Will Writing a Book Make You Money?

Before you commit to writing a book, make sure it will generate the return on investment you want. (Photo credit: Pexels)

Many authors aspire to write books because they see them as potential new income streams. They expect to be able to sell scads of copies of their book to customers and generate substantial additional revenue. Some envision themselves traveling cross-country on an ambitious book signing tour, becoming independently wealthy from the sale of tens of thousands of copies of their book.

While this can happen, the truth is that most books are not a significant source of income for their authors. Few books ever earn back the advances that publishing houses pay authors, the result being that authors rarely earn royalties on their books. In other words, if you are paid a $10,000 advance for your manuscript, it’s highly likely that that amount is all you’ll ever receive from the publisher.

Earning a profit selling books is difficult unless you have a large following, are a regular on the national speaker circuit and can sell your book at the back of the room, or unless you self-publish and can get the per-book cost down considerably. Even then, without a major promotional campaign, you shouldn’t expect to become rich.

What a Book Can Do for You

Despite the fact that the book itself may not make you a millionaire, it can still generate substantial revenue for you in other, indirect ways. That’s where the real money is.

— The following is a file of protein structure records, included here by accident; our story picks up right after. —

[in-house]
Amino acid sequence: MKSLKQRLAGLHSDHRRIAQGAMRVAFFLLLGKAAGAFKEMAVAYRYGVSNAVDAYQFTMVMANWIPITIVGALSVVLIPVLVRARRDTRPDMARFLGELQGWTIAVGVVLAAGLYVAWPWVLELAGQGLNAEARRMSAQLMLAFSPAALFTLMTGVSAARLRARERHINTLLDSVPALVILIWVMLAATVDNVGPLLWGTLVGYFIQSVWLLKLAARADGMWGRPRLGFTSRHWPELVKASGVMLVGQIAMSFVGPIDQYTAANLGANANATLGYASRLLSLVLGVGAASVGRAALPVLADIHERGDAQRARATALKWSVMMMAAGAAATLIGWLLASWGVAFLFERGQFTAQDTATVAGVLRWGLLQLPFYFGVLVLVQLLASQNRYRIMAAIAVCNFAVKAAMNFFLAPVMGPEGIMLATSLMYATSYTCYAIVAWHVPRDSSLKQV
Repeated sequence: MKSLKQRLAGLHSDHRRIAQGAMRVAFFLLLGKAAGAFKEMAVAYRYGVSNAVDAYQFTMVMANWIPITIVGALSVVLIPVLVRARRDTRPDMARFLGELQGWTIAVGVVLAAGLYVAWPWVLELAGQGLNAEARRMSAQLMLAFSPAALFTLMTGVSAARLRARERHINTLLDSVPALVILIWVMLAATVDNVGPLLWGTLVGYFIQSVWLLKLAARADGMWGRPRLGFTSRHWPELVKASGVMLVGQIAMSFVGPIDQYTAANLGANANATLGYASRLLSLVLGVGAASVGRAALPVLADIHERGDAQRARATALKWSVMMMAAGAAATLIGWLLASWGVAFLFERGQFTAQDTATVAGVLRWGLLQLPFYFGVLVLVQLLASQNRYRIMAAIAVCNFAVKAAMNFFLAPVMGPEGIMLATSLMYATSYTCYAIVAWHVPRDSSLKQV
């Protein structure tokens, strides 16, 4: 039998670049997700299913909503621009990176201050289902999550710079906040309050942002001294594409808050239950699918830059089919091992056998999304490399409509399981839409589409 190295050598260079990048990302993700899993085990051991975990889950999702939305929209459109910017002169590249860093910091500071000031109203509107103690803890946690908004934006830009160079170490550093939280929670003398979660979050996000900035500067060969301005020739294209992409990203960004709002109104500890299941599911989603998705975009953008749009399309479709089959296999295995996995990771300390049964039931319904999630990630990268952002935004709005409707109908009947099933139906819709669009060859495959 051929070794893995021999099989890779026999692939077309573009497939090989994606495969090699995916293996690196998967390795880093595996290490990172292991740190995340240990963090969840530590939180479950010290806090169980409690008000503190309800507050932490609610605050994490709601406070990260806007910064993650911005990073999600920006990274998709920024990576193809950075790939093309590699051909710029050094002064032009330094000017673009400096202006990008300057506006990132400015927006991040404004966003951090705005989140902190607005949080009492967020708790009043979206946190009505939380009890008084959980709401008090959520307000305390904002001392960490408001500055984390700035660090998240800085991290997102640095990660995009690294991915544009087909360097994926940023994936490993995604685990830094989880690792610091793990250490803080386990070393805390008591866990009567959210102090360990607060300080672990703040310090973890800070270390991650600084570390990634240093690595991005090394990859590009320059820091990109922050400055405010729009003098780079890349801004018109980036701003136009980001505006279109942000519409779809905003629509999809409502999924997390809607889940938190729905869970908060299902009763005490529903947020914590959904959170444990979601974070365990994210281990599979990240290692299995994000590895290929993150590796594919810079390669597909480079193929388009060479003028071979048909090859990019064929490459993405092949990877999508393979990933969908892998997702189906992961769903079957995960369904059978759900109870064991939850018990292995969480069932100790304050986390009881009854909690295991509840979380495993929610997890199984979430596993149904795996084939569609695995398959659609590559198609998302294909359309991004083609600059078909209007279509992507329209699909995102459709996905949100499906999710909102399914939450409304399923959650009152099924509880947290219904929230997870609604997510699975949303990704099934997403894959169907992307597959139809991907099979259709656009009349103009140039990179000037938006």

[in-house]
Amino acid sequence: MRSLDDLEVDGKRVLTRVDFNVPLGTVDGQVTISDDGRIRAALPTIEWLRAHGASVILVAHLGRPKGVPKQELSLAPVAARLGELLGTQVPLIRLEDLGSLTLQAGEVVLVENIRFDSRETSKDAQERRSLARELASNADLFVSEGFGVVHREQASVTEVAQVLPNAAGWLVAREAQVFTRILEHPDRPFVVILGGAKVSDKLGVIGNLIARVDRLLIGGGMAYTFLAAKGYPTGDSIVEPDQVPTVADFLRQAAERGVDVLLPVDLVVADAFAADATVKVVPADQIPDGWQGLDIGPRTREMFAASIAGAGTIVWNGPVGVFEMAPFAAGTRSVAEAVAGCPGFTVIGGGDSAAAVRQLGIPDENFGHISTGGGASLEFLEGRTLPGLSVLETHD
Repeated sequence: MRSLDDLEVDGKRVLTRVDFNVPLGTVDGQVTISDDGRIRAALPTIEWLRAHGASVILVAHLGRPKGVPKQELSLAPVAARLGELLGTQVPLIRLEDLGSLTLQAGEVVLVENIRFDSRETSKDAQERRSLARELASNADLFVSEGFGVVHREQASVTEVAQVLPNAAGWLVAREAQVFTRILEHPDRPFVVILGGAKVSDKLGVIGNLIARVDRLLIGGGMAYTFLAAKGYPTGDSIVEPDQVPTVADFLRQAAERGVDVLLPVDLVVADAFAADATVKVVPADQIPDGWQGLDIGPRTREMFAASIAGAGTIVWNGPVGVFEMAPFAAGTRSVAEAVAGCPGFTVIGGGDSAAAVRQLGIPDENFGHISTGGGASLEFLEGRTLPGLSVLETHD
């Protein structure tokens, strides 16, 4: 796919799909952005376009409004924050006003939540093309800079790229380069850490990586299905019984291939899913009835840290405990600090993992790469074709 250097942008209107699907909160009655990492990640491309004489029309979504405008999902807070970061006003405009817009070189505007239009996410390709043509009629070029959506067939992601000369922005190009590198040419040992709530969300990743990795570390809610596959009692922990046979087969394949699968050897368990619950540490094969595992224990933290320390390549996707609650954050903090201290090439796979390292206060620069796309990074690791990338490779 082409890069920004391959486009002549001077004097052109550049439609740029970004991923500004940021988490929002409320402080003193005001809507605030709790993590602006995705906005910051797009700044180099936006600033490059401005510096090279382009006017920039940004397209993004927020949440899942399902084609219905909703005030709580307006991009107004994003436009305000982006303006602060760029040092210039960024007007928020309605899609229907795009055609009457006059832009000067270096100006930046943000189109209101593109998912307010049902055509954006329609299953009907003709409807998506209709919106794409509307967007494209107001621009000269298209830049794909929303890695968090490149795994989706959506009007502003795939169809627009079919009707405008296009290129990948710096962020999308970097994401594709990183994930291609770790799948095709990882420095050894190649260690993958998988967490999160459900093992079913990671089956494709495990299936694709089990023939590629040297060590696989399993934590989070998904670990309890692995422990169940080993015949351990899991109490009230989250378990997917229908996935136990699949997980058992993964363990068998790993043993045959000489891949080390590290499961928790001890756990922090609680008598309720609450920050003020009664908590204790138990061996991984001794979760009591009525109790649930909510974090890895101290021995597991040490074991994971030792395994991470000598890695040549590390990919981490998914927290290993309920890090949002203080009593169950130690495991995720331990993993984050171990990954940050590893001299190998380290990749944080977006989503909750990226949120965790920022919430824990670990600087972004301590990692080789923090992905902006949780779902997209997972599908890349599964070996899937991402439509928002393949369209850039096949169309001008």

Being able to refer to yourself as an author qualifies you for business opportunities that non-authors only aspire to have. And it can result in revenue for ancillary work you might not have gotten without being able to position yourself as a subject-matter expert.

A book can position you to land some or all of the following types of income-generating opportunities:

  • New clients
  • Additional work from existing clients
  • Consulting work
  • Coaching or mentoring programs
  • Public speaking opportunities
  • Invitations to lead paying workshops or seminars
  • Webinar guest opportunities
  • College or university teaching engagements
  • Corporate spokesperson gigs
  • Website sponsors or advertisers
  • Paid blogging invitations
  • Expert witness requests

In most cases, the revenue generated by these business activities far surpass the revenue generated from the actual sale of the initial book.

That’s why many companies, entrepreneurs, and executives invest time and money in writing books – to gain access to all the additional revenue-generating opportunities out there that they are not currently privy to. But there’s no guarantee, of course.

The Big Picture

Before you set aside time and money to work on your book, make sure it helps you achieve the goals you’ve set for yourself – business or personal.

Run the numbers to see how many copies you need to sell in order to recoup your investment in the project (writing, editing, producing, printing, and distributing it). Then consider the value of additional business opportunities, if you’re interested in leveraging your book in that manner. (If you hate speaking in public, don’t like teaching, and don’t want to blog any more than you already are, those additional opportunities may not be of much interest to you.)

Books can be catalysts for growth and new opportunities, but earning big money from the sales of books alone is tough.

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Marcia Layton Turner


  1. Bobbi Linkemer on June 7, 2017 at 5:53 pm

    I tell my clients that money should not be their prime motivation for writing a book. When their first statement is, “I want this on the NY Times bestseller list!” I cringe. I try to dissuade anyone who is determined to attract a big publisher, sell a bazillion copies, and land on the list. Sometimes, they just walk away, and that’s OK. Producing a best seller when you are a first-time author is not something I can guarantee.

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